With Easter pets selling out, Humane Society warns of commitment - KCBD NewsChannel 11 Lubbock

With Easter pets selling out, Humane Society warns of long term commitment

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‘Tis the season for giving; some may buy candies or colored eggs while others fill their Easter baskets with animals. Around Lubbock, Easter pets are flying off the shelves, but one decision could have a huge impact on your life.

"With Easter it seems like everyone wants to get rabbits, ducks or chicks," said Adrian Diaz from Walter's World of Pets.

The Humane Society reminds people to be responsible and remember buying these cuddly critters is a commitment that will last well past this Sunday.

"We have a big upswing of people who want to buy small animals during Easter time. Rabbits are the number one animal to buy this time of year," said Richard Evans, Pets Plus owner.

Pet shops say their floppy friends with furry cotton tails almost triple in sales.

"We've got a lot of calls about rabbits, and we probably have sold two-thirds as much as we usually do," said Diaz.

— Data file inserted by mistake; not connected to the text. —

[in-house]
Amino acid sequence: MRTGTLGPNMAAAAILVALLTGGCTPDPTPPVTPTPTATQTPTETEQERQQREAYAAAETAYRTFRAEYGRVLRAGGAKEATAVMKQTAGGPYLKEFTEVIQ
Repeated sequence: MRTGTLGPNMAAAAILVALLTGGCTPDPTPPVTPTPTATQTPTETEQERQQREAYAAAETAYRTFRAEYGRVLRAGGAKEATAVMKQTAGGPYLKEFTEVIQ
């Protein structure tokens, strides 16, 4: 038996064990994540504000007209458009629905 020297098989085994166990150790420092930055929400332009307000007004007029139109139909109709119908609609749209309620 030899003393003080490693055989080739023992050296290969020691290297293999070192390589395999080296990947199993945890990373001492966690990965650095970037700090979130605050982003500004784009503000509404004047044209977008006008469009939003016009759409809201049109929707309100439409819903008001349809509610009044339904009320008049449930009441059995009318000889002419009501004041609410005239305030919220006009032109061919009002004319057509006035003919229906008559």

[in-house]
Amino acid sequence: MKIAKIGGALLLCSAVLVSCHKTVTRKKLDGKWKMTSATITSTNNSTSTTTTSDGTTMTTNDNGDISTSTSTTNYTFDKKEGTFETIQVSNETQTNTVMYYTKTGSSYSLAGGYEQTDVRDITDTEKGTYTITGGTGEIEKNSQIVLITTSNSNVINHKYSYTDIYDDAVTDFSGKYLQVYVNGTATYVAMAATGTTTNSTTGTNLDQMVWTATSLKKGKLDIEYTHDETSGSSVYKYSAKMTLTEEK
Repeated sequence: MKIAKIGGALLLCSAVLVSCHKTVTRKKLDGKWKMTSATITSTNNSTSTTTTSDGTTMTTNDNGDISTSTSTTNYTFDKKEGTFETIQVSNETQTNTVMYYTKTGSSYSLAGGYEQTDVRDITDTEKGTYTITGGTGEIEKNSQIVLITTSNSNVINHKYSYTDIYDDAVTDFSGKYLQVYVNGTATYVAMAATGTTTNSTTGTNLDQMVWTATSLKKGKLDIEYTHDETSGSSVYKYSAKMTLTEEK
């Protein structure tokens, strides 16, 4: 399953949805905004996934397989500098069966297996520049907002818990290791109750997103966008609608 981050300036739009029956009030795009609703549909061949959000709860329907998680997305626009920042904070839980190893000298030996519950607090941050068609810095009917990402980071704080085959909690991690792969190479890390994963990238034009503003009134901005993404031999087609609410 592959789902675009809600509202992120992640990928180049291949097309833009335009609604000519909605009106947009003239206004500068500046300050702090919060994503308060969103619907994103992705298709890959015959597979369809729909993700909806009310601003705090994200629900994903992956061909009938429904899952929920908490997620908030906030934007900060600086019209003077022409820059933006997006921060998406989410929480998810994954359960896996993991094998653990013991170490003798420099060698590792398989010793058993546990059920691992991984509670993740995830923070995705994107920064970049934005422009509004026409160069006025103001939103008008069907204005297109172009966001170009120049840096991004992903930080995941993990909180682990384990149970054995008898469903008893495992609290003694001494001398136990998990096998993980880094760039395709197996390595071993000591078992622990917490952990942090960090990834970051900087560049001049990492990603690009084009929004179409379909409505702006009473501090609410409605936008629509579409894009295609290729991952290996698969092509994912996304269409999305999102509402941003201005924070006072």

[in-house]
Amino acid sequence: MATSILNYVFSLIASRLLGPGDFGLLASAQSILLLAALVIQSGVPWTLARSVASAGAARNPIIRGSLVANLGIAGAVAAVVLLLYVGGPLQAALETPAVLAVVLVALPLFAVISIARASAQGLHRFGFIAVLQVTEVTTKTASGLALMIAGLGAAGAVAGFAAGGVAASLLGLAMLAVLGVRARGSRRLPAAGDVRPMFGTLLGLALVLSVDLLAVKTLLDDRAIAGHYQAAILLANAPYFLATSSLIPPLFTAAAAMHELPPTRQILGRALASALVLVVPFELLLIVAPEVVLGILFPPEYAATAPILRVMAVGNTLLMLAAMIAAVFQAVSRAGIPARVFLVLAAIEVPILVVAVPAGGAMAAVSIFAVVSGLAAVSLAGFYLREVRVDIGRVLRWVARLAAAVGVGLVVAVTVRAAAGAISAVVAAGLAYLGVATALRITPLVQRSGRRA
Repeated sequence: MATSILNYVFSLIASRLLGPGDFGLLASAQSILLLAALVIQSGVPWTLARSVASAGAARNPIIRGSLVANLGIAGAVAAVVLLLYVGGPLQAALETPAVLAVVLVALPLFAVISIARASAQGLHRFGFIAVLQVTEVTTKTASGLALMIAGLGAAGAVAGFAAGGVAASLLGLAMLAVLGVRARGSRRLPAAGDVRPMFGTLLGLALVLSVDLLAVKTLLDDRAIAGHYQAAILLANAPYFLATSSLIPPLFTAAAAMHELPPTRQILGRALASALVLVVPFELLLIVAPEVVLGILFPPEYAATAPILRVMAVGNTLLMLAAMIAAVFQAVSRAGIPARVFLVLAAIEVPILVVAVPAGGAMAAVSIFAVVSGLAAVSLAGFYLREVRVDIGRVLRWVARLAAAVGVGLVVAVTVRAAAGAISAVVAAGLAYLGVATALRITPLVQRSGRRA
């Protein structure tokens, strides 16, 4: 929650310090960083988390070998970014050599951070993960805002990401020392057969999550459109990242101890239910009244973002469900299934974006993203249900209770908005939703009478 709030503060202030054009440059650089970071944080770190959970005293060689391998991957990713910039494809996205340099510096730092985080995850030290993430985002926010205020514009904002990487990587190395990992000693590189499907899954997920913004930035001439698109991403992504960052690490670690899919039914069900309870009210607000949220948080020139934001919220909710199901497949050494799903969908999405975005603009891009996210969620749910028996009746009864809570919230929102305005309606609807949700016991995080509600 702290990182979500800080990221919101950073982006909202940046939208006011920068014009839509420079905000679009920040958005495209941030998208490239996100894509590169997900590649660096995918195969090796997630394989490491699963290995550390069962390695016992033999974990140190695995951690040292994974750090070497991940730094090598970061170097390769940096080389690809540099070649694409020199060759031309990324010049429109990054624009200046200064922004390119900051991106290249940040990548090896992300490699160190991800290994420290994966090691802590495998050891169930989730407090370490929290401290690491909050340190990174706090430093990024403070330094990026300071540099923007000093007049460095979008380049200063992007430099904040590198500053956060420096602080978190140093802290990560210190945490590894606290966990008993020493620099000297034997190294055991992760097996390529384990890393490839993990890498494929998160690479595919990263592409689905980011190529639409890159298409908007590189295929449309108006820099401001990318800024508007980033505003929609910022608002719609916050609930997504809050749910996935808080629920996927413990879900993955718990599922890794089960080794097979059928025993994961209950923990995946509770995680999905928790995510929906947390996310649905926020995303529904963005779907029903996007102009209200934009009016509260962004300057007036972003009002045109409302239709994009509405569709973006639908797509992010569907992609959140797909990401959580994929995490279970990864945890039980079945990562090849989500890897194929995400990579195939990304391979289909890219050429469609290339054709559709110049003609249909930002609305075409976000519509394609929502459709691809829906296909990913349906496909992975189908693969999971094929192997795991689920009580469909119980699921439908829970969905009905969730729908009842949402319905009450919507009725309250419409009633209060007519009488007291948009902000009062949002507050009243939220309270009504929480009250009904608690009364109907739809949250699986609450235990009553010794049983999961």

Other stores like Gebo's and Tractor Supply Company say they are completely sold out of baby chicks. But not all these animals find forever homes when Easter is over.

"One thing that we always tell people is don't try and surprise somebody with a pet as a gift. You need to make sure that they are ready to take on that responsibility," said Evans.

The Humane Society says every year animal shelters see an influx of unwanted Easter pets that are given up after their owners cannot take care of them or have lost interest, so instead they suggest you buy a chocolate bunny.

"First and foremost, if you don't think you're going to want the animal a year from now, don't buy it," said Diaz.

Pet stores say these adorable creatures can have a life span of nearly 10 years, so you need to know the facts before you buy. That's why they educate their customers.

"Most people expect an animal that's going to be under 3 pounds, when the majority of what we have is 5.5 pounds or greater," said Diaz.

If someone buys on impulse, pet stores suggest they may get more than they bargain for.

"You have to know the long term effects and the life span of the animal, how it is going to be housed, things like that," said Diaz.

Whatever gifts you choose this season, the Humane Society asks you to think your decision through.

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